Let’s talk about the grade-level readability test. It’s a test with almost half a century of history. Developed by J. Peter Kincaid, the US Navy originally commissioned it back in 1975. Three years later, the Army used it to make sure their instruction manuals were easily readable. Soon after, it became a United States Military Standard. The news spread. Pennsylvania became the first state to require that automobile insurance policies be written at
9th-grade level or lower.
Fast forward forty-five years. Grade level is now a vital readability metric. Why is grade level still relevant? And how might it be useful in your organization?
What is the grade level readability test?
Grade level represents the number of years of education you need to easily understand a piece of written content. It is an objective metric to quantify complexity in writing. The higher the grade level, the more complex the content is. And the harder it is to easily understand. Many organizations strive for a grade level of 8 or lower in their written communications. Think of it as a proxy for cognitive load. Cognitive load is how much mental energy you spend on a task.
Now there are other readability metrics too. For instance, the Flesch Reading Ease test, which gives text a score of
0-100. The higher the score the easier it is to read.
Let’s take an example
The first book in the Harry Potter series is Harry Potter and the Sorcerer’s Stone. It gets a grade level of five. That means you need five years of education to understand it. In the US, you’d be in 5th grade, so about 10-11 years old. That sounds about right, doesn’t it?
Near the other end of the scale, The New Yorker has an average grade level of 11. So you’d need 11 years of education to easily understand it. Again, maybe that sounds about right? The New Yorker is a somewhat high-brow magazine.
But what if I told you that The Affordable Care Act (ACA) has a grade level of 13. It’s more difficult to read than The New Yorker. The ACA aims to make healthcare available and accessible to all. But we know that the average American reads at an 8th grade level. And it’s even worse when it comes to health literacy. In the US, over 75 million adults combined have basic or below basic health literacy. This means people are unable to read instructions on a prescription label and determine what time a person can take medication. Writing at a 6 or below level would ensure that everyone can understand. The ACA itself is therefore seven grade levels too difficult for the general population. Now we’ve got issues.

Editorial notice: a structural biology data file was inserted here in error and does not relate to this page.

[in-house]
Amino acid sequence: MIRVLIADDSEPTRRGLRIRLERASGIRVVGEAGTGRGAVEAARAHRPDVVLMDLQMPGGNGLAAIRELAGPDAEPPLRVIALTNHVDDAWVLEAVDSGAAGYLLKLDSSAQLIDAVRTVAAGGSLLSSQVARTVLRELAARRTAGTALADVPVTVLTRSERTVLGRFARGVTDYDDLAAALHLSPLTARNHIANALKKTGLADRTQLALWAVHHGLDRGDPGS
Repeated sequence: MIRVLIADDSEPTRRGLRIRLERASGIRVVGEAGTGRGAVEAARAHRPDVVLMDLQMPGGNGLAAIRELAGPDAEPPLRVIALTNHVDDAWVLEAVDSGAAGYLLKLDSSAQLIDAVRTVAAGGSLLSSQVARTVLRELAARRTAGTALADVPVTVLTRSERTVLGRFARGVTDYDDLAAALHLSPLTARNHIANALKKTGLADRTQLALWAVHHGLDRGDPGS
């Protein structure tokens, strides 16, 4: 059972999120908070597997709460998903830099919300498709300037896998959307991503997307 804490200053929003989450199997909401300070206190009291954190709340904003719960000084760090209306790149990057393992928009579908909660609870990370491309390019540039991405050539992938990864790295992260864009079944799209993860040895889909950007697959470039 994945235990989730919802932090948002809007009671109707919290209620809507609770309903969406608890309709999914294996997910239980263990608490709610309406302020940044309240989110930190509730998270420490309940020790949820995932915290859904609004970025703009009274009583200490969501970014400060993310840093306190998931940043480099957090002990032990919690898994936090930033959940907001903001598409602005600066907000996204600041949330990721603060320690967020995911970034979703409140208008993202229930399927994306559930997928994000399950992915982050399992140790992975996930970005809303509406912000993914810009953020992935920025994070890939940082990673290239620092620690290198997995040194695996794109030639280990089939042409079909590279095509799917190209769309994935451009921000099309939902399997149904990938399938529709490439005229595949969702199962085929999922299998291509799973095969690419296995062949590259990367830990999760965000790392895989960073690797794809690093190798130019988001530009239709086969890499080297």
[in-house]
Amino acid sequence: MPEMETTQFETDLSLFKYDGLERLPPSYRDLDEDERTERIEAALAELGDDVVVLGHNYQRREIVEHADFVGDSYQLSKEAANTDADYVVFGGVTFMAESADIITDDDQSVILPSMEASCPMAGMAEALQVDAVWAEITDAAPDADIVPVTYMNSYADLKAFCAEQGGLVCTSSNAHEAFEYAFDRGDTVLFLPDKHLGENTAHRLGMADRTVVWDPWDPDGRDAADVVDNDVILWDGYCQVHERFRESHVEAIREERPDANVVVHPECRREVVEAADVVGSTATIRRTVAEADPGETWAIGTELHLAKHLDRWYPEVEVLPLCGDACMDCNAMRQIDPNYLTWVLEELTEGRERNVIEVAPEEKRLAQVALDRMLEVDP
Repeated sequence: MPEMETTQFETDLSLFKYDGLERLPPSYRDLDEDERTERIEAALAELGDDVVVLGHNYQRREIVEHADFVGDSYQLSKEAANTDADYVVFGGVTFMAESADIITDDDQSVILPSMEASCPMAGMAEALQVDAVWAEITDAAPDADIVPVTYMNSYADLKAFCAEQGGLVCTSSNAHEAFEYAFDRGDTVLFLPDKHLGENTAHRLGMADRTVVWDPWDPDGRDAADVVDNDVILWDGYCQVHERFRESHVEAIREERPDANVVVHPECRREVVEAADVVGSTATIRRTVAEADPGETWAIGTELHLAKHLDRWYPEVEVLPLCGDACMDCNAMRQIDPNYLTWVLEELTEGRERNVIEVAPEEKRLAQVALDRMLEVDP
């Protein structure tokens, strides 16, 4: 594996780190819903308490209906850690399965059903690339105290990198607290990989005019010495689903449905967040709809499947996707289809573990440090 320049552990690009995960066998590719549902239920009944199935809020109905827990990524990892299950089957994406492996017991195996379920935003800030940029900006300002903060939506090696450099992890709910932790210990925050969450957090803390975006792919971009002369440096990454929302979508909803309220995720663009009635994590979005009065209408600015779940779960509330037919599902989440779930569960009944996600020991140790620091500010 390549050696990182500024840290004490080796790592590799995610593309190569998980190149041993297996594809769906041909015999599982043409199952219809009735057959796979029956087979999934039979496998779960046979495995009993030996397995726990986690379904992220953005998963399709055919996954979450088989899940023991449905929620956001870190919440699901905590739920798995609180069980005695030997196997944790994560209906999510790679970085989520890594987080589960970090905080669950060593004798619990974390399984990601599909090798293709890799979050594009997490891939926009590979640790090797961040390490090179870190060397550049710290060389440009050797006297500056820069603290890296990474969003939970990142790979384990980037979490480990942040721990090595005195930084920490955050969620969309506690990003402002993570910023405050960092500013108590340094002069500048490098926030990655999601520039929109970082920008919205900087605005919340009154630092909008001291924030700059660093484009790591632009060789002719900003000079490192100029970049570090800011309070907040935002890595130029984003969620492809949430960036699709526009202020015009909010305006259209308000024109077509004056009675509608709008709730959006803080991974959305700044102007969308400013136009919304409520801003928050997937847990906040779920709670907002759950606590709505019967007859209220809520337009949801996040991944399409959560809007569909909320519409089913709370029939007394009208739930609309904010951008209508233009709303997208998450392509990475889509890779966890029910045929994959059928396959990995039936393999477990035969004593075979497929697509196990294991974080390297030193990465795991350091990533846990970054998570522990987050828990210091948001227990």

Why readability grade level matters
Objective metrics allow us to measure performance. Let’s take an example. Many of us use fitness trackers. They tell us how many steps we’ve taken daily. What our heart rate is. And if we get super exotic, even our VO2 levels. When you have metrics, then you can measure improvement.
The problem is unless you score written content, you have no metrics. No objective way to tell if it’s too complex. And no way to tell if you’re improving. So, first, we need to score content and encourage SMEs (Subject Matter Experts) to do so.
A second problem relates to what social psychologists refer to as illusory superiority. This is where many of us think we’re better at something relative to the rest of a similar population. At VisibleThread, we work with individuals and organizations. Many feel they communicate in an above-average way. So, you need some kind of metric to baseline improvement.
Let’s look at some data
We conducted research on the terms and conditions of 50 credit card companies in the banking sector. Our findings showed that none of them were pitched at the recommended grade level of 8 or below. In fact, the bottom 10 organizations averaged a grade level of 14.67. That’s almost post-graduate college level. And whilst many of these banks’ customers may well have gone to college, how many have the patience to wade through overly complex content. Remember, grade level is a proxy for complexity.